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Consider connecting two batteries of different voltages $x$ and $y$ in parallel. Considering a series circuit, the total voltage would be $x+y$. However what happens in this parallel case?

From my understanding, when the two batteries are of the same voltage and connected in parallel, the total voltage remains the same, only the load to each voltage source is halved. Current can only go through one of these voltage sources, so the voltage is the same.

Now when connecting two different batteries in parallel, I have been told that the battery of higher voltage discharges into the battery of lower voltage, until they are both of the same voltage. Essentially the higher voltage battery charges the lower one. I have no idea what this means, or furthermore why it even occurs. Could someone please explain this to me? It seems that connecting different batteries in parallel is a bad idea.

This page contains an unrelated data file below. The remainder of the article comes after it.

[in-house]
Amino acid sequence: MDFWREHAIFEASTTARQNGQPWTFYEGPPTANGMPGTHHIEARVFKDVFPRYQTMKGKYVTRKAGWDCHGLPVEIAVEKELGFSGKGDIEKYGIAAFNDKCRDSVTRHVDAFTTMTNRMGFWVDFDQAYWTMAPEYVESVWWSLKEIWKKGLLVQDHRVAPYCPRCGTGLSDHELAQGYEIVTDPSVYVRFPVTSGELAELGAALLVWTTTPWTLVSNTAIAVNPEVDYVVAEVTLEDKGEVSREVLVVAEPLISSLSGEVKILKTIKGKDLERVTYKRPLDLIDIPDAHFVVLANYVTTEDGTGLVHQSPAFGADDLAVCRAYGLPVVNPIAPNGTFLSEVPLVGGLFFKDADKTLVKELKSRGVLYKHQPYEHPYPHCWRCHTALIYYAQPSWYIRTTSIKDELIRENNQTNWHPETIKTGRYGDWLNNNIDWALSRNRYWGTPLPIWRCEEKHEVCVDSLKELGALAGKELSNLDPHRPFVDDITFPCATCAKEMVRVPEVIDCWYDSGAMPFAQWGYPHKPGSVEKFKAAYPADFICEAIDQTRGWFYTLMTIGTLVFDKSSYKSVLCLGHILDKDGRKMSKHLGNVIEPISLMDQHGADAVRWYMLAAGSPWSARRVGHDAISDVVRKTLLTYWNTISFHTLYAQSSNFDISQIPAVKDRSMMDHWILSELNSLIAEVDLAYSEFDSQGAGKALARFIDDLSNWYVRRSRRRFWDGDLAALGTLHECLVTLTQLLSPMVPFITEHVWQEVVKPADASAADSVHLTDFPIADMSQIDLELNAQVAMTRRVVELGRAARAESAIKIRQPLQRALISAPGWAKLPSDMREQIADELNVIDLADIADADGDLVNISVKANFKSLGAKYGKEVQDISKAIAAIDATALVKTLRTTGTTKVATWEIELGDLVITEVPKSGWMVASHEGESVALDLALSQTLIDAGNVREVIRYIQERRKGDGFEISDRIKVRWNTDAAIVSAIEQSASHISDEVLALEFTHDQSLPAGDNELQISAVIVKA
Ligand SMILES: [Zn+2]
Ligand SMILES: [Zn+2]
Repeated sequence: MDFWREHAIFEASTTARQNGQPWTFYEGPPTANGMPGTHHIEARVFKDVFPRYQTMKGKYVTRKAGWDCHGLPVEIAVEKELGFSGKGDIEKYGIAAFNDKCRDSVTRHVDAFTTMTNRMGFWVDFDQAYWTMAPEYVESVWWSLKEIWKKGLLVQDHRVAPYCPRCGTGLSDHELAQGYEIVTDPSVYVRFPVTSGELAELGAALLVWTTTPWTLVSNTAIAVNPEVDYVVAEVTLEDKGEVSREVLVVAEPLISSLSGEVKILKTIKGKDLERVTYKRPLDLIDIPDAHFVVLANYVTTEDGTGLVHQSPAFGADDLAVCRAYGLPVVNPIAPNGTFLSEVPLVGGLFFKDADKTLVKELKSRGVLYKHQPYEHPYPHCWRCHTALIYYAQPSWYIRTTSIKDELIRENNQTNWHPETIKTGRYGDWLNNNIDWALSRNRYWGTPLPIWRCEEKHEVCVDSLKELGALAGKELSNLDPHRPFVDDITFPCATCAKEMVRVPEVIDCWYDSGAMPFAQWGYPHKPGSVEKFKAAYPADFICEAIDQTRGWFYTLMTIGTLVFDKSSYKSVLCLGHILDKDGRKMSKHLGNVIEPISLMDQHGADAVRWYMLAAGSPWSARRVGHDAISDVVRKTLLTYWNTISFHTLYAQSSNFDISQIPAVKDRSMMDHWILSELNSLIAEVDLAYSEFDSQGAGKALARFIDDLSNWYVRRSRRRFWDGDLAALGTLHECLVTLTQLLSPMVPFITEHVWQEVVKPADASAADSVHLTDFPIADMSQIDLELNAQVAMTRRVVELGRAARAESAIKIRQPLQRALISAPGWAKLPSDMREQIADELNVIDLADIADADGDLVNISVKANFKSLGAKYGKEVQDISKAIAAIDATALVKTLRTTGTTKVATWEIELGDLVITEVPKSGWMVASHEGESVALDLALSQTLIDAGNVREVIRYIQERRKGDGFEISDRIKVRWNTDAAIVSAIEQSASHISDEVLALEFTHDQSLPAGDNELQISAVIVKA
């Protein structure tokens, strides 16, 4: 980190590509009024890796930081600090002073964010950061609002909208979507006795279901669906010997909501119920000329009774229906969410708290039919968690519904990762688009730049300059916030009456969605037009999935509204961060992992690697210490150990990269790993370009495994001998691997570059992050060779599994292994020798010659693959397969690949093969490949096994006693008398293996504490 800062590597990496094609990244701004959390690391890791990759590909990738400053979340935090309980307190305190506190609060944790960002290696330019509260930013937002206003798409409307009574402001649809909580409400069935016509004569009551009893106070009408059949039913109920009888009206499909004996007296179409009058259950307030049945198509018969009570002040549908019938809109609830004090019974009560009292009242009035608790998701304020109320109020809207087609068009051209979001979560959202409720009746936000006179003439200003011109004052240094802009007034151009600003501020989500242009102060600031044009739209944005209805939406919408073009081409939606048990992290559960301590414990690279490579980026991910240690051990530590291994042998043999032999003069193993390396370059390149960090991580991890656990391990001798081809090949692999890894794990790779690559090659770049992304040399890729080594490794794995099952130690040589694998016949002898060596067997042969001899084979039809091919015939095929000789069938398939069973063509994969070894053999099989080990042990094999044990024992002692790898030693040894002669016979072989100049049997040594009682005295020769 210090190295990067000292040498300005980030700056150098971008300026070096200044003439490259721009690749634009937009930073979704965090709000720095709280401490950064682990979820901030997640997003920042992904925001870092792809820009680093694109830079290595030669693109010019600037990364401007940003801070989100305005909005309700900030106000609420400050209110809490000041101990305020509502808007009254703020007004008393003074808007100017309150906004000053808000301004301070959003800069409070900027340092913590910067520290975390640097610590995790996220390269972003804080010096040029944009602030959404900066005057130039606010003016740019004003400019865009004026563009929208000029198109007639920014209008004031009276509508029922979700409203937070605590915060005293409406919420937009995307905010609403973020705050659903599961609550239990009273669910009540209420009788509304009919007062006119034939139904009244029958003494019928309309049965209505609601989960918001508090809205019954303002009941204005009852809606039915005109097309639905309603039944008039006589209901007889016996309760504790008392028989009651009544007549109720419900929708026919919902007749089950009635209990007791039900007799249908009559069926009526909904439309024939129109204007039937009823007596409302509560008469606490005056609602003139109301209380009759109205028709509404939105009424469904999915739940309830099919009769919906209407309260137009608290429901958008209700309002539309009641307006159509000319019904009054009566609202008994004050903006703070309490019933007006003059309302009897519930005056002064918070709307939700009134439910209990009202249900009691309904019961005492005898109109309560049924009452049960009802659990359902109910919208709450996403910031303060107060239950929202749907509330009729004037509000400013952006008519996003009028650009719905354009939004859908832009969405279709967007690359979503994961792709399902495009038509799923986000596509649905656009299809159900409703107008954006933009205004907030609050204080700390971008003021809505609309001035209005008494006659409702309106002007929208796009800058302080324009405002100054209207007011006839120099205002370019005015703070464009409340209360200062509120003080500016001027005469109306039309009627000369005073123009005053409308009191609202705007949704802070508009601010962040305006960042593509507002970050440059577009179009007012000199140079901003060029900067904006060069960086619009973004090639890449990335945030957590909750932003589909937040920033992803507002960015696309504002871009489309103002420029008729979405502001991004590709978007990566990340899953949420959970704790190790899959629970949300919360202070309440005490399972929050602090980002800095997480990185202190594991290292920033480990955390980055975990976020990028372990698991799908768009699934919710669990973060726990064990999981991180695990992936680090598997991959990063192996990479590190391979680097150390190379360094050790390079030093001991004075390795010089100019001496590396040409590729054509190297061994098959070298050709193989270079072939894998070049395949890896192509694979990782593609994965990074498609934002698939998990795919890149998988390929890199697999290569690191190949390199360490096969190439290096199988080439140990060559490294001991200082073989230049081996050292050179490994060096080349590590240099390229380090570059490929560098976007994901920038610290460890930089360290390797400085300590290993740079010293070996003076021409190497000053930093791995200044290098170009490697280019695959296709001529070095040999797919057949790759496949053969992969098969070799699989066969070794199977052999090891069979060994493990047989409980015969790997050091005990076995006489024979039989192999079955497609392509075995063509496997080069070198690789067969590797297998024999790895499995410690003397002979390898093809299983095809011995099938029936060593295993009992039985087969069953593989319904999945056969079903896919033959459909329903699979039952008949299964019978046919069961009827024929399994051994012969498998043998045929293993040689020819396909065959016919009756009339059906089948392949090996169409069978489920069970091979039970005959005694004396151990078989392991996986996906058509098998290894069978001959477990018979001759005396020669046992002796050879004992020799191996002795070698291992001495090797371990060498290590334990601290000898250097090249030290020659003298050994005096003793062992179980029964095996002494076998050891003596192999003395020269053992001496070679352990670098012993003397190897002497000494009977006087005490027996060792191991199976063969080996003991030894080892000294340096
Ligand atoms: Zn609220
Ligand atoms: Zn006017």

Would connecting different batteries in series also be bad?

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Unequal batteries should never be used in parallel or in series. You can approximate the consequences using Ohm's law, treating the battery as a pure potential difference in series with a resistor of the battery's internal resistance. (Most batteries are at least a little bit rechargeable, since chemistry works both ways, so Ohm's law will only approximate their behavior under external EMF.) In any case, if you have a potential difference across a resistor - which you'll have, either in series or in parallel, if the batteries have different potential difference - you have current through the resistor and therefore power dissipated by the resistor as heat. This can melt or ignite your battery.

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